Tag Archives: Nunavik

Justin’s Module 2 resources: #1 & #2

  1. In the Eyes of Mala

On the Government of Canada website, under the teaching resources, you will find a pdf document called, “In the Eyes of Mala.” This document demonstrates a series of lesson plans built around a 12-year-old Inuk boy who lives in Salluit, Nunavik, for students aged 9-12 years old. The unit will provide some insight into the lives of Inuit, where students will learn about the history, culture and traditions of Inuit. When completed the booklet, students will be able to: express an appreciation for strong traditions and unique culture of the Inuit people, describe the various developments that affected Canada’s Artic from its early history to the present, locate the community of Salluit and its neighbouring Inuit municipalities on a map of Canada, and relate the similarities and differences between life in Salluit and life in their own community.

Here is the pdf: CLICK ME

In addition to this, I wanted to include a webpage that will help introduce the topic of the Inuit.

Here is the webpage: CLICK ME

  1. Stained Glass Window in Parliament: Commemorating the Legacy of Indian Residential Schools

Residential schools were government-sponsored religious schools established to assimilate Indigenous children into Euro-Canadian culture. They were originally established in 1880 and the last one closed in 1996. Personally, I have a hard time teaching about this topic because it is something I’m not proud of, and something that I do not want my kids to think was okay. I’ve used this video to introduce residential schools to my students, which can be found on “The Canadian Encyclopedia” webpage.

After introducing the video, I had an elderly man from the community come in to talk about their experience with residential schools and how it affected his family. After each story, Jackie (the elderly man) would attach some sort of art activity. Since we were learning about colours and shades in Art class, Jackie suggested that he would teach a lesson on stained glass, as there is a glass window in parliament commemorating the legacy of residential schools. Here is the 4 page brochure issued by the Government of Canada: CLICK ME

Hopefully this resource can provide you an introductory lesson to teach in your classrooms. I felt better using government issued resources at first, because it has been written and developed with Indigenous perspective in mind.

Inuit Knowledge – Schools and Projects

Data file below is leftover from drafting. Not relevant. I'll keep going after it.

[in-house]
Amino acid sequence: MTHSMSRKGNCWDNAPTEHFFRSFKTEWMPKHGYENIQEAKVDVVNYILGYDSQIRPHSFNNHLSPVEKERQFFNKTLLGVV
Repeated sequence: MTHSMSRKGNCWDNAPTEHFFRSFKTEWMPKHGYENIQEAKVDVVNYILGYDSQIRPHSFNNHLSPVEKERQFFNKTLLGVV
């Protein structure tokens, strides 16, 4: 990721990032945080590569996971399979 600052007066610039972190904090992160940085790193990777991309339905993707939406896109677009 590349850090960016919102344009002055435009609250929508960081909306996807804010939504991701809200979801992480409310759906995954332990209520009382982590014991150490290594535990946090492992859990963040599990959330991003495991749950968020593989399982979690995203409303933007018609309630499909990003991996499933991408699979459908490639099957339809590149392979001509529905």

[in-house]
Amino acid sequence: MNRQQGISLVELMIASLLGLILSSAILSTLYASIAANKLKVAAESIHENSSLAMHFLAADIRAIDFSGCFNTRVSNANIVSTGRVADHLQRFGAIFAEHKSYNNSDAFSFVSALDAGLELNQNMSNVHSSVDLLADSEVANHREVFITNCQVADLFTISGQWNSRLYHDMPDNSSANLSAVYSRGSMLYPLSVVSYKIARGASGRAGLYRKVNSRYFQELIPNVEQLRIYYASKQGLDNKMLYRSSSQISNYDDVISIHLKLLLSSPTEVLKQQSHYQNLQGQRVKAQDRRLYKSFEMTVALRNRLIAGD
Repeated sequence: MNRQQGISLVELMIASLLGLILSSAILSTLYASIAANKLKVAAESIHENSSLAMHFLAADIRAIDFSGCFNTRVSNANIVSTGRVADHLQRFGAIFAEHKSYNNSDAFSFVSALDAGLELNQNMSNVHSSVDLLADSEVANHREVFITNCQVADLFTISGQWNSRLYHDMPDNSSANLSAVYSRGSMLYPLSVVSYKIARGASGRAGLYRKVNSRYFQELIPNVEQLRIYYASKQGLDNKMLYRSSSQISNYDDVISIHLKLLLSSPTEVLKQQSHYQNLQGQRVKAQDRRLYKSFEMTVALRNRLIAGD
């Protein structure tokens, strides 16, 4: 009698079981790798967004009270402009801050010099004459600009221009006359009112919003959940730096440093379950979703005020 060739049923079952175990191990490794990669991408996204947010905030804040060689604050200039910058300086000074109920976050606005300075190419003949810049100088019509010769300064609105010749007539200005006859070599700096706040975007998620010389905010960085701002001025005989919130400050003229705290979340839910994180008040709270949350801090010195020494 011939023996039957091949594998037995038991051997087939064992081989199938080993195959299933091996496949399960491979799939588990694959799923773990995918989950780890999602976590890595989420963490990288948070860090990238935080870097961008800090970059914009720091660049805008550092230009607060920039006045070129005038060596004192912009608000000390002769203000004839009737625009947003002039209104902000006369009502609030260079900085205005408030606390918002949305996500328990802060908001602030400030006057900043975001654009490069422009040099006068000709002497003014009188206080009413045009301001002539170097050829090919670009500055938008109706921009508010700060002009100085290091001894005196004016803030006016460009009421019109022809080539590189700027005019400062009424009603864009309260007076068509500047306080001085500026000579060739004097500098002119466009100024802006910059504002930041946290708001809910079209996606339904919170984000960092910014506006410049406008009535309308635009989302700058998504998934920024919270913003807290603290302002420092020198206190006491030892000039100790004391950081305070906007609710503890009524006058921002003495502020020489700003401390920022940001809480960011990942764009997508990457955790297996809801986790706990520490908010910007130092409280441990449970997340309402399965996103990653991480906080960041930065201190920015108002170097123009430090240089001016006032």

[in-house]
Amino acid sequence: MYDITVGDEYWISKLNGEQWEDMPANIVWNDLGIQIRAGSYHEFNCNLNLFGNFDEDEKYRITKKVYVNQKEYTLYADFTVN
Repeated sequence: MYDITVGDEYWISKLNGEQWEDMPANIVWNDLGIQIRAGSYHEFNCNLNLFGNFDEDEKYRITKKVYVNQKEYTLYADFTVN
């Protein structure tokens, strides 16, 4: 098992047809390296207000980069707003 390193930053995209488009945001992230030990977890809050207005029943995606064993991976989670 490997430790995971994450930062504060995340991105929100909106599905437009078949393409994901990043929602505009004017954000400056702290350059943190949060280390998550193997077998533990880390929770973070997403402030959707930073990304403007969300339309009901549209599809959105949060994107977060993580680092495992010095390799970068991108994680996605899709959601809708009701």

In this final weblog, I curate examples of Inuit knowledge. I am moving beyond the focus on Inuit Qaujimajatuqangit, as each region has different ways to speak of Inuit Knowledge.  These site are sources of inspiration, and I have tried to represent examples from the four Inuit regions in Canada:

  • Nunatsiavut (Labrador)
  • Nunavik (Quebec)
  • Nunavut.
  • The Inuvialuit Settlement Region of the Northwest Territories

16. Paatsaalit School, Sanikiluaq, Nunavut

Paatsaalit High School demonstrates how the school and broader community are involved in the well being of students and community members. Explore the achieve to view images of life in a northern school.

17. Jaanimmarik School, Kuujuaq, Quebec

Jaanimmarik regularly blogs about the events and activities at the school. The living culture is present in the photos within themes that are present in many schools across Canada (i.e. prom, picnics).

18. Gwich’in Social and Cultural Institute, Fort McPherson, Northwest Territories

This site is a hub of local Inuit knowledge, the project has videos and information on a variety about Elders, clothes, language, and a bank of images on variety of topics. The History Museum of Canada also has an online exhibit on the Gwich’in.

19. Climate Telling, Nain, Labrador

This research project seeks to understand Inuit knowledge and climate change. There website is rich with information on northern food security and generational knowledge sharing. This site also links to ISUMA TV and videos recorded for the project.

20. Nanisiniq: Arviat History Project, Nunavut

Nanisiniq project brings together elders and youth to preserve Inuit Knowledge. Youth capture elder stories through video and technology.